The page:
The Necessary Conflict

Dr Peterson talks in Maps and Meaning about the Patriarch in religious mythology – how he is a necessary part of the tension in the world. He is the rule-giver, who we need because he gives us shape and identity – he gives us order out of chaos, so that we can navigate the world. But he is also something we rebel against, in our desire to find our True Self.  If we let only him rule our lives, then his rules become a straitjacket, but if he’s not around then we never get that instruction on how to survive in the world.

Peterson gets so angry with the Feminists, and he’s right on. They complain about the oppressive patriarchy, to which he responds, in typical Peterson style: “Yeah! Of course it’s oppressive. That’s what the patriarch is but… bloody hell… it’s so much more besides that as well!”

(I won’t attempt to transcribe his Canadian accent, and this is just a paraphrasing.)

He talks about how Feminism is an ideology, and ideologies narrowly focus on one aspect of reality to the exclusion of all else, to achieve some end. Feminists focus on one aspect of The Patriarch (its rule-setting and order creation, and its commands of obedience) to the exclusion of all else. They want to kick The Patriarch out of their worldview, leaving only the recreating-and-reforming aspect of The Feminine/The Mother, with its myriad creative possibilities for expression.

However, a happy life requires us to grow up and experience a tension between the two, to live our lives continually try to resolve these aspects of ourselves in order to find our “True Self”. Throwing either out is folly. It is wrong to suggest that the Good in life lies in simply discovering or nurturing some specific object or aspect, rather than in the process of living, of struggling, of experiencing and attempting to resolve the tension. We try to find harmony, and it’s a constant balancing act – not something we resolve by simply throwing out the balancing scales.

Life is so much more complex and difficult than that, so much more a process of finding oneself in our opposition to and resistance against adversity, including the adversity of “oppressive structures”. So much more dynamic and exciting (and actually more creative) than just being given free reign to flow between 100 different gender constructs, or pursuing any creative endeavour one wishes in a complete safe space with no challenge from anybody, simply farting out whatever you think you want to be and say, to the exclusion of everything else.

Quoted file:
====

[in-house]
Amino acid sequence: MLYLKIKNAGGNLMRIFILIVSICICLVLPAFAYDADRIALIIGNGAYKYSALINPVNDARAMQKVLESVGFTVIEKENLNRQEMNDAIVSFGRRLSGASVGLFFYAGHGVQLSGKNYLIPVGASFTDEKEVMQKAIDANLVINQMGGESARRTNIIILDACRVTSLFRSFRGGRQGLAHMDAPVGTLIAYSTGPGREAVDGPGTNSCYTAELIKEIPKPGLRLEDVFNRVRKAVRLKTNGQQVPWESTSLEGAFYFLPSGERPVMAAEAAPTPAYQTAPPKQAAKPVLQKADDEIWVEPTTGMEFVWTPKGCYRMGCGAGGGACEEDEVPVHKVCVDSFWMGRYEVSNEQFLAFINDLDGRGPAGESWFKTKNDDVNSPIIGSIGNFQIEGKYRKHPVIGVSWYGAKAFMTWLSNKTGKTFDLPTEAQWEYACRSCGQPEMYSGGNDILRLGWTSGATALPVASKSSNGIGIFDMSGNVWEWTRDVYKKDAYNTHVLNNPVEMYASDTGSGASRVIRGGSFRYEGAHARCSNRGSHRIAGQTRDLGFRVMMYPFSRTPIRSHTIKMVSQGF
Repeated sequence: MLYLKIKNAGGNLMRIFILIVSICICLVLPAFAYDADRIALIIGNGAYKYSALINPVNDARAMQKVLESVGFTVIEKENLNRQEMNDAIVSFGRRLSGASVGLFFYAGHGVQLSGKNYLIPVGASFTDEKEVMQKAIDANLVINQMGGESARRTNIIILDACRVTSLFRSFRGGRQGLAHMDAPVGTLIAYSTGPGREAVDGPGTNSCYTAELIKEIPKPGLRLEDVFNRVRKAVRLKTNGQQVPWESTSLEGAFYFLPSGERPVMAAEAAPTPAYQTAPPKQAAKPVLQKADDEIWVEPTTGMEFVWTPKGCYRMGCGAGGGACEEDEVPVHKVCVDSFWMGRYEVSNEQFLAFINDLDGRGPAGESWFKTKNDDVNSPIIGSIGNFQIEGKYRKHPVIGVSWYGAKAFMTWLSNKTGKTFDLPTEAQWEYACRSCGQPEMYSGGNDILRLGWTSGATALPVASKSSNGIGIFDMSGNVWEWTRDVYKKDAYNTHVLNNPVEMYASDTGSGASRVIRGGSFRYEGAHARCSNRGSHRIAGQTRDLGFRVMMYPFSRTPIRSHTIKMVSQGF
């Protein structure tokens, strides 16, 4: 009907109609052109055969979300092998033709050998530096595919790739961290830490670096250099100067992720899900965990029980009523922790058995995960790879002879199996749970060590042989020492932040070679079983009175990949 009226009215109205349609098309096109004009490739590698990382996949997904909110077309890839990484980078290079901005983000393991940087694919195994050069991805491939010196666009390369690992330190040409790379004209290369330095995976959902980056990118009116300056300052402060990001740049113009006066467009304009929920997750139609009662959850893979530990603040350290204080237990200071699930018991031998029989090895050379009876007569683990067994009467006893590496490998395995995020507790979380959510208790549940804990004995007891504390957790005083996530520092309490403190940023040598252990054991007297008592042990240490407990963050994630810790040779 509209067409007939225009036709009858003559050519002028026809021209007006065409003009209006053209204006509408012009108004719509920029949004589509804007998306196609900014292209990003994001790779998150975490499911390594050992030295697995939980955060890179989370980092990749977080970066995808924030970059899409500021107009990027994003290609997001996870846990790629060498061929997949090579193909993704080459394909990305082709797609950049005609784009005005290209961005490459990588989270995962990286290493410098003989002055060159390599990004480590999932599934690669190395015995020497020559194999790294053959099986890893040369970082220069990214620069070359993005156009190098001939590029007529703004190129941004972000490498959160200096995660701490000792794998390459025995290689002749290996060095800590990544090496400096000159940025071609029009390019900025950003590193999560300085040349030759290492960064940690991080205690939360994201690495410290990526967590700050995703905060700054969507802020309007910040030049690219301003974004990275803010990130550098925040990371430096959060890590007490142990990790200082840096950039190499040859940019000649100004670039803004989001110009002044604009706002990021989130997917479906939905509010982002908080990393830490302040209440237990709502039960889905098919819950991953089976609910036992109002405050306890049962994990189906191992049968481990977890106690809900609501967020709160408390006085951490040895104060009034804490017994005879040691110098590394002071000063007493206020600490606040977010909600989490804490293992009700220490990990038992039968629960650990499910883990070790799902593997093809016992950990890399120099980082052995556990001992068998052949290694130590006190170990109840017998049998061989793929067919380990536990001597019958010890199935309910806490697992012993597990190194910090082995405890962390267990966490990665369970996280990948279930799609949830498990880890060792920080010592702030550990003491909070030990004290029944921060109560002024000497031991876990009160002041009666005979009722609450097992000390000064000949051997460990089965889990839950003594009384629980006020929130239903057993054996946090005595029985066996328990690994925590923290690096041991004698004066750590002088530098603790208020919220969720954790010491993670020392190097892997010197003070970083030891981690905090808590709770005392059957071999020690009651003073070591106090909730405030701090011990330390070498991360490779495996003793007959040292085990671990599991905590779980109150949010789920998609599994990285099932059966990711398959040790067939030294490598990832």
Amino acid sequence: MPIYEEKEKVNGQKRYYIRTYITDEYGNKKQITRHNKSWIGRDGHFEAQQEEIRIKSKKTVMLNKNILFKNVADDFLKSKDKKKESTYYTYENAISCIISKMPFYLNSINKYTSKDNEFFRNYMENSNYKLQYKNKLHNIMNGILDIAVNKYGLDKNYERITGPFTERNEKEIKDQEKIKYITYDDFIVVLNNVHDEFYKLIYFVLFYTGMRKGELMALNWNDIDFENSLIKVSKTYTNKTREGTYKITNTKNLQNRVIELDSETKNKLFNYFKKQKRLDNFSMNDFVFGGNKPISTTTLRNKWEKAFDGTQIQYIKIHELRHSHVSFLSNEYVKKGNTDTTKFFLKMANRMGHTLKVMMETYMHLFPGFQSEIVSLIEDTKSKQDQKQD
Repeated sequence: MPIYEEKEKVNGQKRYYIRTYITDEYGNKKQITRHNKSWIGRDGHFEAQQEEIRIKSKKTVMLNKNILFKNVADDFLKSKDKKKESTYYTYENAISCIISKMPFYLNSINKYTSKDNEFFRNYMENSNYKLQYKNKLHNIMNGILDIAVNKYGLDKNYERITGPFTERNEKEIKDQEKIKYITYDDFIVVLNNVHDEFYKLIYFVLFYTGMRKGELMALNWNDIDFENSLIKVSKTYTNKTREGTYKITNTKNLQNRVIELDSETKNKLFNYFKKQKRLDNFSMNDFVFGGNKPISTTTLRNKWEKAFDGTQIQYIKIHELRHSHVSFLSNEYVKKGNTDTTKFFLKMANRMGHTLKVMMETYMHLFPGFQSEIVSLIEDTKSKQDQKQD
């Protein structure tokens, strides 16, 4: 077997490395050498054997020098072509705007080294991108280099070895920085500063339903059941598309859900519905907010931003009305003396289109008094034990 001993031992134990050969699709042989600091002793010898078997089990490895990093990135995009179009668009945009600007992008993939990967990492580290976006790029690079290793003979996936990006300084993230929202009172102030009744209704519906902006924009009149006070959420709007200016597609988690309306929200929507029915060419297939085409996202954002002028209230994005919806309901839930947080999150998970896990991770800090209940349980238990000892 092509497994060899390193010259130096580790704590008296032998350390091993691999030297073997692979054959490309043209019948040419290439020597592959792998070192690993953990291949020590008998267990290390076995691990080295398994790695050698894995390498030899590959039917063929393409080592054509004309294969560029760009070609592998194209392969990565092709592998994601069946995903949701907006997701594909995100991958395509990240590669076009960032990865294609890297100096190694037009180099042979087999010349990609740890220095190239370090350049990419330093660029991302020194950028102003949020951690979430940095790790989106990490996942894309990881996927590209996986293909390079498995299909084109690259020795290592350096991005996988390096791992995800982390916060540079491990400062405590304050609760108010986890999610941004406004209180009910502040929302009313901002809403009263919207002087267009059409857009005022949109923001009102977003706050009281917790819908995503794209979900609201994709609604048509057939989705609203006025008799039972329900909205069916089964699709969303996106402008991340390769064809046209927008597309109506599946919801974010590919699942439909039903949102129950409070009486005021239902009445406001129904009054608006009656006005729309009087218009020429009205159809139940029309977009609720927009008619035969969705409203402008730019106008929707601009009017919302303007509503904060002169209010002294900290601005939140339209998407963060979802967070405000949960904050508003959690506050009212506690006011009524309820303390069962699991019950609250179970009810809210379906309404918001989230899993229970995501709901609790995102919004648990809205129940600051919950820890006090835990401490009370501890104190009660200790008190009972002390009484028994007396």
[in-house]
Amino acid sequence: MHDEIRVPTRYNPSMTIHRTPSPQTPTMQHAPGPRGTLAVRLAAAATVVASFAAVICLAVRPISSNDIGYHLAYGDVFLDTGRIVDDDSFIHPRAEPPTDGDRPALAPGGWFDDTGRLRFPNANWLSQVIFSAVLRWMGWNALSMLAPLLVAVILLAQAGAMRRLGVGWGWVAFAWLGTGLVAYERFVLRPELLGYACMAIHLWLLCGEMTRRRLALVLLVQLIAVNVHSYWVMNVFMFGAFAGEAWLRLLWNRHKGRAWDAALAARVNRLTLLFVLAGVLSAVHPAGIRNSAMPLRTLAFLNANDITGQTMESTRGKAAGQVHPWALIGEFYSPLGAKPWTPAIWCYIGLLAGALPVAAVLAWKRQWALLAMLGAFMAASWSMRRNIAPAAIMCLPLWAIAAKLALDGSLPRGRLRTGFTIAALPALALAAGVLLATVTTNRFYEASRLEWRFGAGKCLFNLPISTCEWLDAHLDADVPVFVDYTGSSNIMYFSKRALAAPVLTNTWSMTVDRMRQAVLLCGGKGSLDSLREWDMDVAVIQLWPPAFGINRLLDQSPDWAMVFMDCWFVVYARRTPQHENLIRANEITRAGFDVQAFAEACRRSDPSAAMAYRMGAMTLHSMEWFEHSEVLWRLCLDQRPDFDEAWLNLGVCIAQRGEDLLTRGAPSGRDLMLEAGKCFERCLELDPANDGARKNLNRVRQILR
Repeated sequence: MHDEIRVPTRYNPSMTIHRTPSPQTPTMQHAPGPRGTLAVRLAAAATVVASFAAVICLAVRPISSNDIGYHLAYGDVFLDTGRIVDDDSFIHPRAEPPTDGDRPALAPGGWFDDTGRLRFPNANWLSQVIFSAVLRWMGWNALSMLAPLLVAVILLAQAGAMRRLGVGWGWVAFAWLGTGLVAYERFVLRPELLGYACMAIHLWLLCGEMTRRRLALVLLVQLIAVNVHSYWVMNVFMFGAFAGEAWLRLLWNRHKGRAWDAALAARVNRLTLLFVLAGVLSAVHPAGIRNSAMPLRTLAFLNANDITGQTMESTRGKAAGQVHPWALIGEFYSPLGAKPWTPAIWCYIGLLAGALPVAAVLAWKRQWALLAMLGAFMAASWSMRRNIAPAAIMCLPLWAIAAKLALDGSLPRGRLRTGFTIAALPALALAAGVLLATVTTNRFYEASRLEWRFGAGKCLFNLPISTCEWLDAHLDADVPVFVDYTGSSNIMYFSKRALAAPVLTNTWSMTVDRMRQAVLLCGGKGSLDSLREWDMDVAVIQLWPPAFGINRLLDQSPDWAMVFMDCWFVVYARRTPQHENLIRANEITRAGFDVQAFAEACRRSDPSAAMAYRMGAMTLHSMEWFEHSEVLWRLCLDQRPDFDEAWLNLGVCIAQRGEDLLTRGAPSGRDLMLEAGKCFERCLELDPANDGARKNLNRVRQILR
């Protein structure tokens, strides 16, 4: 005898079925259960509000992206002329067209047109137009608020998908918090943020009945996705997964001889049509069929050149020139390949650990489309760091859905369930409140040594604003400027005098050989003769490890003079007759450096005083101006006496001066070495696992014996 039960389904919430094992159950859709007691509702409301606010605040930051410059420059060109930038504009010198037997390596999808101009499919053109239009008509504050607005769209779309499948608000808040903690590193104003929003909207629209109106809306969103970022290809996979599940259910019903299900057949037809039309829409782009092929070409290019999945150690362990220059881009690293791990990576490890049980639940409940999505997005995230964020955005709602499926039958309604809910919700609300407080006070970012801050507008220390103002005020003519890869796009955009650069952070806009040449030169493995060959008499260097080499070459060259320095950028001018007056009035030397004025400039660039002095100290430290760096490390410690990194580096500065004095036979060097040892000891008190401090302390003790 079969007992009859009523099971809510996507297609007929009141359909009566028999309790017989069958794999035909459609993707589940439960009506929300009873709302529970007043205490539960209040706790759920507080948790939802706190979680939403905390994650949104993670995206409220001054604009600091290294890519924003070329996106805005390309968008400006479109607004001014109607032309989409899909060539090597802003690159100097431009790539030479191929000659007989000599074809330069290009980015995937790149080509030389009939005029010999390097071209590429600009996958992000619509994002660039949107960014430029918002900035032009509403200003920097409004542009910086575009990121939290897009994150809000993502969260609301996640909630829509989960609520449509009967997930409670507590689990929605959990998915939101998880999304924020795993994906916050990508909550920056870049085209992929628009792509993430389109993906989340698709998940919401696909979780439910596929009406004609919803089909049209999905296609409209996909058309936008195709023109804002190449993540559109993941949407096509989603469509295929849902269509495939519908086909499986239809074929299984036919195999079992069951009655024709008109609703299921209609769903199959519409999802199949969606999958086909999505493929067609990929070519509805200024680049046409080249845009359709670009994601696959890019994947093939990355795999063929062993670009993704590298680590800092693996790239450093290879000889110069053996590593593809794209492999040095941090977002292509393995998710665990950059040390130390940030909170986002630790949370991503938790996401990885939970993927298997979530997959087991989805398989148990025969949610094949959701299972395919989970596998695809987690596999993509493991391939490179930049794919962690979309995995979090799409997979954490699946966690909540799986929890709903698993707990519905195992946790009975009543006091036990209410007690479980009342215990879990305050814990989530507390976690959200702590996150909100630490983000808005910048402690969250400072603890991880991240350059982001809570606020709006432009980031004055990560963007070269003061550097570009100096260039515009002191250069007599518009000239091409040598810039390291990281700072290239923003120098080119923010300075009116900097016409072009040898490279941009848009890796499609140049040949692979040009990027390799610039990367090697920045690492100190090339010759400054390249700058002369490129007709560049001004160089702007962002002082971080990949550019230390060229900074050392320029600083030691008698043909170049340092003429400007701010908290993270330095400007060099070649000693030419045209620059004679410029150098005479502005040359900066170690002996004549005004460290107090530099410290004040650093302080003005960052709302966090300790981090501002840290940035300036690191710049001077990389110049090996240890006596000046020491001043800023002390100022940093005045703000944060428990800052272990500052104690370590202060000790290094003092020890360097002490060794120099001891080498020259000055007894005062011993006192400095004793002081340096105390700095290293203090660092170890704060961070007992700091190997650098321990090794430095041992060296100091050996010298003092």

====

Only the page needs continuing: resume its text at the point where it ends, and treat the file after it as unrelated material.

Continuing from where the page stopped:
And actually, I thought Rob Stone’s observations in the book about Linklater, the one I was looking at yesterday, are quite relevant here:

“Postmodernists posit that there are no clearly superior criteria for recognising or attaining pure objectivity – all criteria are “privileged”.  Postmodernism tends to oppose the cinema of Linklater in the way it derives pleasure from disconnection rather than connection, from what Bryan D. Palmer describes as a ‘hedonistic descent into a plurality of discourses that decenter the world in a chaotic denial of any acknowledgement of tangible structures of power and comprehension of meaning.’

Note the way Postmodernists want free expression, want no constraints. People can approach the world from any direction, so they should just approach it from any direction – all is equally valid and we should just embrace the cacophony of chaos.

Postmodernists might see chaos as a substitute for unknowable history, but Celine in Before Sunset aligns herself with Slavoj Žižek, who claims ‘through fantasy, we learn to desire’. Thus she responds emotionally to Jesse’s expression of a belief in the kind of human evolution that is possible in a person’s lifetime or even a film’s time-frame.

“Maybe what i’m saying is, is the world might be evolving the way a person evolves. Right? Like, I mean, me for example. Am I getting worse? Am I improving? I don’t know.,  When I was younger, I was healthier, but I was, uh, whacked with insecurity, you know? Now I’m older and my problems are deeper, but I’m more equipped to handle them.”

Life is a dynamic progression; life is evolution.

Like Jesse, the Modernist cinema of Linklater is purposeful in its objective search for meaning rather than any subjective reckoning. It simply believes that meaningful connections are possible, even  when seemingly contradictory.

Modernists are at their best in an orchestra, whereas Postmodernists spiral away on interminable solos.”

The meaning that guides us is found in connection, in struggle, in between the parts of ourselves and in between ourselves and others. It emerges from the chaos. Chaos is necessary, but we confront it and emerge again from it, in a continual process. We shouldn’t give in to it.

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